Powered by Blogger.
RSS

Pages

Review of A Young Scholar's Guide to Composers


For the past month, my children have been learning all about composers with A Young Scholar's Guide to Composers, co-written by the amazing Maggie Hogan from Bright Ideas Press.  Although this is definitely a curriculum I would pay for, I received my copy free in exchange for my review, thanks to my participation in Timberdoodle's Blogger Review Team.

Like many homeschool moms, I feel strongly that composer study should be part of our curriculum.  Sadly, also like many homeschool moms, I have been stymied as to how best to implement it.  I need a structured curriculum (otherwise I'll be spending a semester on each composer...must. learn. everything!), but I don't want to have to pay for resources I don't need or won't use.  In one of those "God-things", I had just found this exact curriculum when I got the opportunity to review it! Thankfully, it is everything I had hoped it would be.


While Timberdoodle has many wonderful resources for homeschooling music, this program has to be its finest offering.  Not only is the program divided into 32 weeks for easy scheduling, each lesson is also planned and scheduled for three days.  You have no planning or scheduling work to do with this curriculum! Broken into six musical periods (Ancient to Middle Ages, Renaissance, Baroque, Classical, Romantic, and Contemporary), students study composers representative of each period.  The authors of this program explain their criteria for the inclusion and exclusion of various composers, but the way the curriculum is structured, your family can study any composer you wish.  The written lesson (directed toward the student) is about 1,200 words long and is completed on the first day of the week.  Student notebooking pages are included in your purchase, as are a timeline and components needed to make a folderbook (which, as with everything in this program, is not required to derive the full benefit; it is a nice option, though!), along with selection suggestions for relevant music.  In fact, while there are no actual musical selections provided with the program, there are plenty of suggestions to make sure that your student will learn all about the composers studied.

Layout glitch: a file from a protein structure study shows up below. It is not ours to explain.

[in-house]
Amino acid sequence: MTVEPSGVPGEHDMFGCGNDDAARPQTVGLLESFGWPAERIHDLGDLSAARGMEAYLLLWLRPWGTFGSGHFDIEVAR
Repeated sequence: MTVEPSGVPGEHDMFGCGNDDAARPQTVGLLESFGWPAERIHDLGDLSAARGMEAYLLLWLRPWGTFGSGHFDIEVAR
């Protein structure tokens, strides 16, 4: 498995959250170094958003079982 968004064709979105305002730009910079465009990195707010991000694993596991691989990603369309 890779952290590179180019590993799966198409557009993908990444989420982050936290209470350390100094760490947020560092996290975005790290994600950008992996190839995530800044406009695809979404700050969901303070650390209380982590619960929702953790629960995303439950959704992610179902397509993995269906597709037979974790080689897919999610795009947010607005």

In sum, when you purchase this curriculum for $31.50 at Timberdoodle, you receive a 298 page download which contains lesson plans for a full year's worth of composer study.  Each composer is placed in his own time and musical era, as well as shown in relation to other composers and musical eras.  The lesson is written directly to your student, and tons of extras are included: timeline information, maps, games, coloring pages, and composer cards.  While the age recommendation is 9-13, all homeschooling moms know that programs can be "tweaked" for older or younger kids.  If your child is older, this program is probably more of an outline than a complete curriculum.  For younger children, much of the writing elements could be eliminated.  There are great musical selections by time period, meaning you can simply supplement your history studies with relevant music.

I no longer have to look for a great composer study program.  While there are some products that I only use during the review period, this one is definitely not one of them.  I can't wait to keep using this with my kids all year!





This is not Timberdoodle's only awesome curriculum, as most homeschooling moms already know.  To keep up with all of Timberdoodle's products, join them on Facebook!

  • Digg
  • Del.icio.us
  • StumbleUpon
  • Reddit
  • RSS

0 comments:

Post a Comment